Who needs RDF?
It’s been proposed that WordPress drop RSS 0.92 and RDF as supported feed formats. This has caused a flurry of posts to the hackers mailing list, and no shortage of blog posts about it.
Taking Owen’s comment in the ticket, I evaluated my own RDF usage. I do not publish a link to my wp-rdf.php file, and the only reason I provide an (unpublicized) RDF feed at all is because I’ve not taken the time to delete the file. For the week of 8 January through 15 January, I received 148 hits to my wp-rdf.php file. Of these, 112 were from www.pluck.com, which helpfully announces that it has zero subscribers to my RDF feed. It sure is happy to consume a feed which gets zero use. All the while Pluck was chewing on my RDF feed, it was also happily consuming my Atom 0.3 and my RSS2 feed.
Yahoo requested my RDF feed 12 times last week; 10 of which were from Yahoo-Blogs. Syndic8 came through 7 times. I had three RDF hits from something announcing itself with Jakarta Commons-HttpClient/3.0. Icerocket hit twice, along with two visits from GoogleBot. Then I had one hit each from PubSub, EdgeIO, ping.blo.gs, Blogslive, Java/1.5.0_03 and finally topicblogs.
The argument for RDF seems to be that there are some really powerful applications consuming RDF in pursuit of the Semantic Web. I asked what those applications might be. I’m genuinely interested: maybe there’s some great thingie there that I didn’t realize I needed/wanted. I’ve yet to find out what the great RDF applications are. If anyone can provide salient examples, please comment below.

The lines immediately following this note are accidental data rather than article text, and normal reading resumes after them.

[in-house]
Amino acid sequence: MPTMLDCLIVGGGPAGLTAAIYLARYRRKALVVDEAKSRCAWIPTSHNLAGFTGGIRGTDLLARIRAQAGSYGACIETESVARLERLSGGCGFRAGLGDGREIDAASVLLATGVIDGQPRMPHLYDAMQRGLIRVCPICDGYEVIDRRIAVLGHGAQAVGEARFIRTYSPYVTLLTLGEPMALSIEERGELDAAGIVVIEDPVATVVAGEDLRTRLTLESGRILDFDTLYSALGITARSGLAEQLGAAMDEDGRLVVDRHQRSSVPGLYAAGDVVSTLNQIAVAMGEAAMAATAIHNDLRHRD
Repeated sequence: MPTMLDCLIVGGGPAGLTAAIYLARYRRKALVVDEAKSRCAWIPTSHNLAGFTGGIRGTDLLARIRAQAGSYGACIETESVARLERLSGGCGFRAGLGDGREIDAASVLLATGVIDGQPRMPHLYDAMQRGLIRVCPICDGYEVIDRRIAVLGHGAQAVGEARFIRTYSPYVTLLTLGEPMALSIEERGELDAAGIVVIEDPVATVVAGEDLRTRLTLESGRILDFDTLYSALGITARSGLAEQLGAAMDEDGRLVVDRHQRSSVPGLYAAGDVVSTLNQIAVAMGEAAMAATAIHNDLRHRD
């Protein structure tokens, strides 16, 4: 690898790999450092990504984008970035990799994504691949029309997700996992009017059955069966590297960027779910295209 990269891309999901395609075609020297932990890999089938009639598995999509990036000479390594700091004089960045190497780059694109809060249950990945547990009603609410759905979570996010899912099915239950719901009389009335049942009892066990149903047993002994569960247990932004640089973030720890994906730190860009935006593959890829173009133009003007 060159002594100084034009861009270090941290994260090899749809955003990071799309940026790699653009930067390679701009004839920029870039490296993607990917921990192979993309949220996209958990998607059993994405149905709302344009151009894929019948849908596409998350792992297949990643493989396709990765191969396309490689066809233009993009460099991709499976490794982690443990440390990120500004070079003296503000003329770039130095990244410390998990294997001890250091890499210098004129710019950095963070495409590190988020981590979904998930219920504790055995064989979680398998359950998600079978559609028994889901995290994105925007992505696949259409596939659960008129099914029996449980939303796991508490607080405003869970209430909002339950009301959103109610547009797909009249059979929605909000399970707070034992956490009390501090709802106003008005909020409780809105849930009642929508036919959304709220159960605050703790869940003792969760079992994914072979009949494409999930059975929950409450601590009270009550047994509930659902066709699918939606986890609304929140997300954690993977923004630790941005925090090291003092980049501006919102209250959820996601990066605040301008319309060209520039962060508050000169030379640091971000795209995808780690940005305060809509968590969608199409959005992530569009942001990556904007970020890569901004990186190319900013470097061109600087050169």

The uproar around this whole thing surprises me. The RDF advocates make it sound like the sky is falling right now, even though they’ve yet to produce an example of something that needs RDF. The proposal is to remove RDF from the next official release of WordPress, which is months away. And even then, if RDF is removed from the next version, RDF isn’t going to completely evaporate from the internet: upgrade adoption is usually slow (there are still people using WordPress 1.2!), a plugin could reasonably be developed, and an enterprising entity could take this as an opportunity to make an RDF service hub, collecting all the various feeds from non-RDF WordPress blogs and translating them into RDF (here I admit my ignorance: to me, one machine-readable feed format ought to be easily converted to another machine-readable format).